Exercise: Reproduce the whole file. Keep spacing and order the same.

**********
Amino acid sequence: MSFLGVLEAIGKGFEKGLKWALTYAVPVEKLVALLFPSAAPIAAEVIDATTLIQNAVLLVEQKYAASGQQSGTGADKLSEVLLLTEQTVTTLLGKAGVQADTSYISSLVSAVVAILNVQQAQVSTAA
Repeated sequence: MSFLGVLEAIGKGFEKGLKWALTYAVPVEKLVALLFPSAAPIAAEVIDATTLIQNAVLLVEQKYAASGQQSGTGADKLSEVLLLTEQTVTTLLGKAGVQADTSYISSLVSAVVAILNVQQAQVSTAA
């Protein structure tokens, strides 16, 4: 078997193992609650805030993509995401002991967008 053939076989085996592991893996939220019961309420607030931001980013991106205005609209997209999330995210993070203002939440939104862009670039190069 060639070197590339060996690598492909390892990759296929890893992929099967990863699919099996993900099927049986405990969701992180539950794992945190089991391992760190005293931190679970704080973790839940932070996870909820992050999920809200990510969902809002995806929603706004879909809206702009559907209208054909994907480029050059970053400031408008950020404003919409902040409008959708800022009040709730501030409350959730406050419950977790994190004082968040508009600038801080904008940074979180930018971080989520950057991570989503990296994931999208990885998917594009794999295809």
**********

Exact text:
Amino acid sequence: MSFLGVLEAIGKGFEKGLKWALTYAVPVEKLVALLFPSAAPIAAEVIDATTLIQNAVLLVEQKYAASGQQSGTGADKLSEVLLLTEQTVTTLLGKAGVQADTSYISSLVSAVVAILNVQQAQVSTAA
Repeated sequence: MSFLGVLEAIGKGFEKGLKWALTYAVPVEKLVALLFPSAAPIAAEVIDATTLIQNAVLLVEQKYAASGQQSGTGADKLSEVLLLTEQTVTTLLGKAGVQADTSYISSLVSAVVAILNVQQAQVSTAA
């Protein structure tokens, strides 16, 4: 078997193992609650805030993509995401002991967008 053939076989085996592991893996939220019961309420607030931001980013991106205005609209997209999330995210993070203002939440939104862009670039190069 060639070197590339060996690598492909390892990759296929890893992929099967990863699919099996993900099927049986405990969701992180539950794992945190089991391992760190005293931190679970704080973790839940932070996870909820992050999920809200990510969902809002995806929603706004879909809206702009559907209208054909994907480029050059970053400031408008950020404003919409902040409008959708800022009040709730501030409350959730406050419950977790994190004082968040508009600038801080904008940074979180930018971080989520950057991570989503990296994931999208990885998917594009794999295809």